Anorak News | Booze Britannia

Booze Britannia

by | 10th, August 2005

‘ANORAK has reserved the least sticky table at the Chav and Mobile public house, and when the licensing laws change in November, we will be bringing the news to the masses in a state of rare morning merriment.

‘Miss, shall I take the register again?’

But we need not have booked that early. Journalism is not what it was, and whereas in days of yore newspaper hacks would have been drooling at the prospect of 24-hour drinking, they are now deskbound and full of sobering tales of doom and gloom.

Instead of stories like “YES! YES! YES!”, “Drinking In The First Chance Saloon” and “You’re Me Bestest Mate In The Whole Wide World” we have the Telegraph’s front-page livener: “24-hour drinking lunacy, says judges.”

Documents leaked by the Home Office report that Council of Circuit Judges have spoken of “an inevitable explosion in alcohol-fuelled violence” when the new licensing laws come into force.

The judges go onto say, in a report entitled ‘Drinking Responsibly’: “Those who routinely see the consequences of drink-fuelled violence in offences of rape, grievous bodily harm and worse on a daily basis are in no doubt that an escalation of offences of this nature will be caused by the relaxation of licensing which the Government has now authorised.”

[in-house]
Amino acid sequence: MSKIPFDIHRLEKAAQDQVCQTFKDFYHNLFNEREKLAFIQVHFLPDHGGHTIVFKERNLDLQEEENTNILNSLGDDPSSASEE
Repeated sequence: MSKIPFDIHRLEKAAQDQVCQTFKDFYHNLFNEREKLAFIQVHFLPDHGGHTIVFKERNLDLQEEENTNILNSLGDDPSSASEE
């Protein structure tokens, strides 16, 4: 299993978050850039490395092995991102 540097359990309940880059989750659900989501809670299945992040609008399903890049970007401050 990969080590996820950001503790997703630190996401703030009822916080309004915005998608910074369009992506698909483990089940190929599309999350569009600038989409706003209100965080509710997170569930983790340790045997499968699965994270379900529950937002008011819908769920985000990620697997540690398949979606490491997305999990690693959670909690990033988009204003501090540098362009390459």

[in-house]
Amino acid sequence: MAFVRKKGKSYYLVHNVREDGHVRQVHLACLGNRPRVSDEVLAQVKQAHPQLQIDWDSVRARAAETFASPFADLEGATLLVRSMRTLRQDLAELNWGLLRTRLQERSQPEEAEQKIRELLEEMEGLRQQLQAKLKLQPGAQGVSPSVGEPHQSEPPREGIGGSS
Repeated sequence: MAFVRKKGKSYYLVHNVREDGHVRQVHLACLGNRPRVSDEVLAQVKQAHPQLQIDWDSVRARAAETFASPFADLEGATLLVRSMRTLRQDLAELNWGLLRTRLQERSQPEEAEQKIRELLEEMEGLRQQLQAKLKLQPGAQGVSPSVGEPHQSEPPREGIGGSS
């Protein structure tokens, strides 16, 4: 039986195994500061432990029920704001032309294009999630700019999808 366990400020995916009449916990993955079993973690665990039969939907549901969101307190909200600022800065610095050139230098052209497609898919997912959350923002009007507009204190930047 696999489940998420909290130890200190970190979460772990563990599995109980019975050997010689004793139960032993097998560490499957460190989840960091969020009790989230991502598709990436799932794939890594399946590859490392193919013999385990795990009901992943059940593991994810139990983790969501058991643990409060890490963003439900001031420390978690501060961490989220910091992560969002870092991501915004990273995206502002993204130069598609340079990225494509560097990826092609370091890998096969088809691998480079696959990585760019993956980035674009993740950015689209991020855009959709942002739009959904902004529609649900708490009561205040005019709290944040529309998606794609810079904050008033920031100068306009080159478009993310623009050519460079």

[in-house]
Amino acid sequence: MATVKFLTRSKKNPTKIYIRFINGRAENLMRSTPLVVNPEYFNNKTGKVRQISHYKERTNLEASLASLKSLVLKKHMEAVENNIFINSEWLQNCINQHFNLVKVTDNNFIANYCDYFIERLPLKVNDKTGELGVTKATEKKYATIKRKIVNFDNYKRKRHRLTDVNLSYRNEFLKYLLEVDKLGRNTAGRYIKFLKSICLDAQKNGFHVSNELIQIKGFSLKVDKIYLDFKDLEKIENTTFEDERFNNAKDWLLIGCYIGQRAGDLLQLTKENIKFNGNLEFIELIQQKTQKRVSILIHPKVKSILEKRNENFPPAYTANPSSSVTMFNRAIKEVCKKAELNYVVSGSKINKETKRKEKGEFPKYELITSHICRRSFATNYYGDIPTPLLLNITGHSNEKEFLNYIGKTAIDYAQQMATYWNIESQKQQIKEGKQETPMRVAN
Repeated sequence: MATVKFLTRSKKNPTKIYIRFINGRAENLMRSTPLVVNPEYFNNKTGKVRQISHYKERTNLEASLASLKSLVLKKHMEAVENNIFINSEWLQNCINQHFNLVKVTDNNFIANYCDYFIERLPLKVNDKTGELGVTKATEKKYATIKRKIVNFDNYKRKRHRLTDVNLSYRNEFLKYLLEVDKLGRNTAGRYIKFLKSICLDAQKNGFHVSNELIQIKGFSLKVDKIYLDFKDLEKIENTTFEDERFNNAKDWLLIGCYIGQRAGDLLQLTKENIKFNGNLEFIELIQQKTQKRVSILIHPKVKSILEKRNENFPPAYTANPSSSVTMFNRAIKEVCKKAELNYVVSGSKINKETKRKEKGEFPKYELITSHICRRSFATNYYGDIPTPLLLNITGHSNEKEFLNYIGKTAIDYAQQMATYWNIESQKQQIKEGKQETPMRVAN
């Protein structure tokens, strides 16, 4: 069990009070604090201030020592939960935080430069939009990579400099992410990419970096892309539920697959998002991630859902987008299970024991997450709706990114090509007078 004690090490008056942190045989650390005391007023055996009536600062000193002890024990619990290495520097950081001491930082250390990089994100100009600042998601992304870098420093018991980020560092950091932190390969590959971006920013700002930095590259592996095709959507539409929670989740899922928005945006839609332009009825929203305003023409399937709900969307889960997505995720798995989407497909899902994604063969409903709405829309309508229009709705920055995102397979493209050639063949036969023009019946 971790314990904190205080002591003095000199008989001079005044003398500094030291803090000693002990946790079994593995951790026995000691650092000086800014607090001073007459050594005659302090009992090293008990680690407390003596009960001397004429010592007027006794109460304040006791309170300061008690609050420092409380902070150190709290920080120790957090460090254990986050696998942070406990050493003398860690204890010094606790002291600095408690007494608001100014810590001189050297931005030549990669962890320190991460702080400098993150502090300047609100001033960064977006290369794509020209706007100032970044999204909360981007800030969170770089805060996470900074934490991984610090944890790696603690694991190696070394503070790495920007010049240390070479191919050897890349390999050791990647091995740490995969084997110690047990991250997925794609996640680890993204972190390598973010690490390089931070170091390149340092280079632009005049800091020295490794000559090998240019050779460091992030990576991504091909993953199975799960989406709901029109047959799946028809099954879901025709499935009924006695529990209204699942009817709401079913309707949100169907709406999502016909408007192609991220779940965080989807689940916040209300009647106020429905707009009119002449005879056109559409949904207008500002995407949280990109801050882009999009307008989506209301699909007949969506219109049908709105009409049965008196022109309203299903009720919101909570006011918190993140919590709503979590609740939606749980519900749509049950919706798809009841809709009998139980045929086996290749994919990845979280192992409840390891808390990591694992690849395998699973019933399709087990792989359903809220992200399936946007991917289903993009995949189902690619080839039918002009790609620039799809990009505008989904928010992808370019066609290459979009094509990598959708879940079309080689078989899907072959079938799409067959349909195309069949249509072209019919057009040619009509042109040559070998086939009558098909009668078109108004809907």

Over in the Times, Judge Charles Harris, QC, a member of the Council of Circuit Judges, gives his views.

But to save readers the bother of reading all of what the judge has to say, the paper distils his opinions into literary shots on its front page.

“For a while these people [drinkers] are simply savages, angry, blind and brutal.” And: “The situation is already grave, if not grotesque…making drinking facilities more widely available is close to lunacy.”

The thought of Britain turning into a giant Faliraki, one of many resorts overtaken by pissed-up Britons each year, lacks a certain appeal.

As a paper from the Association of Chief Police Officers says: “One only has to look to popular holiday destinations to see the effect of allowing British youth unrestricted access to alcohol.”

Although it must be said that the key difference is that when they are on these holiday destinations, the drunk and often debauched yoof are on, er, holiday.

They have no work to get up for and no college essays to hand in. What’s more, getting ‘em out for the lads and it out for the ladies holds more appeal when the sun is shining and your body is tanned than it does on a freezing cold school night in Bradford…’

Posted: 10th, August 2005 | In: Uncategorized Comment | TrackBack | Permalink